Life What It Means to Me to be Gay

What It Means to Me to be Gay

Guest Post from Marj

A close friend recently came out to me. We share similar backgrounds in the fact that we both came from heterosexual marriages and we both have children. Several of our conversations have centered around sexuality and what it means (to us as individuals) to be gay.

I also have many straight friends and in some cases, I am the only gay person they know and we too have conversations around this very topic. I have spent many hours commiserating about “what being gay means to me…” I understand one person’s idea of what it means to be gay may look very different to another, so I am going to attempt to share what it means to me.  Particularly, for those women who came out later in life.

Figuring out I was gay was most obviously manifested in sex and sexual desire. I believe that sex and sexual attraction are tangible and can be quantified, and this manifested in ways that I had never reacted to with men. I had desire, and I had lust, but my whole life I thought I was broken and not capable of that storybook love, you know the kind…..of which fairytales, and songs were written.

Truth is I thought that people who said they felt that way were delusional. I thought they were projecting…listening to stories about how love should be, and pretending that they felt that way too. Secretly, I thought they were all liars. Many people can convince themselves of things that are not so because those imaginary realities are better than the real one, and I went right along pretending like everyone else.

So when I met “her” almost a decade ago, the attraction and desire I felt was so genuine. I found myself feeling like every schmaltzy love song ever written was written for me. I realized something inside myself had changed, a switch had gone off. Although, at the time I couldn’t articulate what I was feeling, I intuitively knew there were big changes coming my way and unbeknownst to me, this was the tip of the iceberg. Figuring out I was gay was like coming home… as if something had always been slightly off with me my whole life. Looking back, I feel so foolish for not recognizing what had been tugging at me my whole life.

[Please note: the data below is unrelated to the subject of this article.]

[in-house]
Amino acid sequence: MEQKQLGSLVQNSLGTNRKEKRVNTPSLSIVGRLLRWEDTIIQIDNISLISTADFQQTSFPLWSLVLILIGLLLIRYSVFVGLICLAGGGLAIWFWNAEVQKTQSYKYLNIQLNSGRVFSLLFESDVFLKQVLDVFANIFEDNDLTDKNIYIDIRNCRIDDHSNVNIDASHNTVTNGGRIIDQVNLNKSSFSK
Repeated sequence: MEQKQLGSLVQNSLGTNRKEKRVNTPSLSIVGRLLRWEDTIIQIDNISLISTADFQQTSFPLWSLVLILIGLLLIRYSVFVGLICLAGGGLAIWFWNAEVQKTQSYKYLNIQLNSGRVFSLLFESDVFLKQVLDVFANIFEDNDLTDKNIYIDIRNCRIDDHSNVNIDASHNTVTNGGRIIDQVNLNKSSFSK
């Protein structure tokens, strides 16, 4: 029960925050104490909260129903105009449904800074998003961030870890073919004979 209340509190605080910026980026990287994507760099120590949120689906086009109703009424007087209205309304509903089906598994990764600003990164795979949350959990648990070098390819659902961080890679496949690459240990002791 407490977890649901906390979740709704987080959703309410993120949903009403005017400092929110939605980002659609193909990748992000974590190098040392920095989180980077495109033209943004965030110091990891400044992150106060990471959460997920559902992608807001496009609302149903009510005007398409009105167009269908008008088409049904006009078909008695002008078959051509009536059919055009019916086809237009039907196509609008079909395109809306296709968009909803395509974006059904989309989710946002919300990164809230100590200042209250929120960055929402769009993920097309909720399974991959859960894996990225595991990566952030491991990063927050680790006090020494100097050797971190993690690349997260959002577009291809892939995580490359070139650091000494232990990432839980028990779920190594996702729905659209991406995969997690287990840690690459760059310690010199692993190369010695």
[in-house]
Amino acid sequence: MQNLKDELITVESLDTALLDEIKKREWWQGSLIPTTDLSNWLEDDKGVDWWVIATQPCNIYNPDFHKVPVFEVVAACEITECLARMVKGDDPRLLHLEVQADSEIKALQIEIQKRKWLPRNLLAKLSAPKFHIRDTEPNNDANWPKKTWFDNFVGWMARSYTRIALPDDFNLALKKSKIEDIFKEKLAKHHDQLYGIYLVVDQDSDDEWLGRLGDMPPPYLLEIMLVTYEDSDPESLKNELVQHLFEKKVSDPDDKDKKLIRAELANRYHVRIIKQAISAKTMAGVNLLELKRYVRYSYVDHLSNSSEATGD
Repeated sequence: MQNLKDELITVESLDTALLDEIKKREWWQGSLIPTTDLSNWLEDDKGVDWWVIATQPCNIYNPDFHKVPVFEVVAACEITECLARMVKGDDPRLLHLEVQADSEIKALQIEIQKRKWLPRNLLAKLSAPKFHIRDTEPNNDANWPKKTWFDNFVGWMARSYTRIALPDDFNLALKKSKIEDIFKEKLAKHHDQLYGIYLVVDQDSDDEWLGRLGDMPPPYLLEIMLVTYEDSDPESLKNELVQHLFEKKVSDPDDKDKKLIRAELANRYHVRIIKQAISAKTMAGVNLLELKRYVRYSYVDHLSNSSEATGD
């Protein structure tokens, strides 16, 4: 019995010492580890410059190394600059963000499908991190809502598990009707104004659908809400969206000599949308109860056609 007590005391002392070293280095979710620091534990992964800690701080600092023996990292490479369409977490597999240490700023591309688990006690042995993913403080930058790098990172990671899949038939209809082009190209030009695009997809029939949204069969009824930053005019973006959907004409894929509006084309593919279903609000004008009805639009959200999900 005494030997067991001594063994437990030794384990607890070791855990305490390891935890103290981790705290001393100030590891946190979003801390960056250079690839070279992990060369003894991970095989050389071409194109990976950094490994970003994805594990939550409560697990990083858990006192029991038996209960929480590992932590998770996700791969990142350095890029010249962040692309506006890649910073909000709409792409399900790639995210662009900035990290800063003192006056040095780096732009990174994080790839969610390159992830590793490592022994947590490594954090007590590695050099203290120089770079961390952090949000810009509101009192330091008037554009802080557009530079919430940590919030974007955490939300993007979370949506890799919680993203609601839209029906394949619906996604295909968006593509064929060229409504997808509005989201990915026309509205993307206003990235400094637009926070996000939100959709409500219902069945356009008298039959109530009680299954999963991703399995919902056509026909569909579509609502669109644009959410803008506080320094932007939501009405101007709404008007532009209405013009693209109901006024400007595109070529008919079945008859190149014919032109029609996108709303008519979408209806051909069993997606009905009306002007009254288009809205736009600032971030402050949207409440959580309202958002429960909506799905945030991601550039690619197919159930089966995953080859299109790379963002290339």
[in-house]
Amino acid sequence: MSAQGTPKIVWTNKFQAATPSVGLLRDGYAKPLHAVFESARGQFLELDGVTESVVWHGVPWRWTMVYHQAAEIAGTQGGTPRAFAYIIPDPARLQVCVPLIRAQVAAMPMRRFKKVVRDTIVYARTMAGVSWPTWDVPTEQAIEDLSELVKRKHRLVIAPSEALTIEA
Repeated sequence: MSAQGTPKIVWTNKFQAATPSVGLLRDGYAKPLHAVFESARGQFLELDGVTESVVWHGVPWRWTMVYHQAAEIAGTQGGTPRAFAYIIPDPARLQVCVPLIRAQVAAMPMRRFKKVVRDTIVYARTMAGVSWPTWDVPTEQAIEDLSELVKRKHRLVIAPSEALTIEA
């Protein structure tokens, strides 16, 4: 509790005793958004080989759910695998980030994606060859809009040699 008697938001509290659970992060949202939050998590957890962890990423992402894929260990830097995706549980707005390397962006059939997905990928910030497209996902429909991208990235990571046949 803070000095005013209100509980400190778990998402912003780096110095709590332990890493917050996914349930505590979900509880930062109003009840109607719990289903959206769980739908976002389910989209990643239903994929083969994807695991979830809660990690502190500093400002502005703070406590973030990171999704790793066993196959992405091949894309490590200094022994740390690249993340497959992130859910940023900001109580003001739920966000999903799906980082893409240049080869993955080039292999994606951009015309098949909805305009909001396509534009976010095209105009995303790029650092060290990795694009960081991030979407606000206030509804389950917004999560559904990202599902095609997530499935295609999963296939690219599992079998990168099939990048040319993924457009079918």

I felt I had everything a suburban wife could want: two gorgeous children, a beautiful home, a caring and successful husband, and yet there was this ever-present nagging feeling. The knowledge that I was somehow removed from everything in my world; in fact, my friends would joke with me that I was self-absorbed and could get lost in things. I would get absorbed by a project or problem, but when it was solved I was back to distance from Earth, and I thought that was the superior place to be. I thought that people who were “in love” were really just weak and silly, and I would never allow myself to be one of those people.

As it turned out, when I was able to see myself clearly, I could see how sad I had been. I could see how I had never allowed myself to feel the closeness that I was in fact capable. I had made sure to position myself with people who could never hurt me emotionally. Sure, they could hurt me, but I did not have that deep vulnerability. In exchange, I didn’t get to be loved because I didn’t allow anyone know the real me. Not the idea of the gay me, but instead that raw internal me that is the essence of my soul. I was so busy convincing myself, and everyone else that I was something I wasn’t…this prevented me from the most important relationship in my life, the one I have with myself.

At the same time, I was finding that I liked being loved. Even more, I liked loving someone in a way that I had never done before. I had many friends that I loved dearly, in fact, I loved my husband dearly, but it’s just not the same. I denied myself the opportunity to flirt, to be infatuated, and to fall in love, much like denying my brain oxygen my whole life. You can bet that when I finally had the chance to breathe, I felt an overwhelming surge of joy go through me.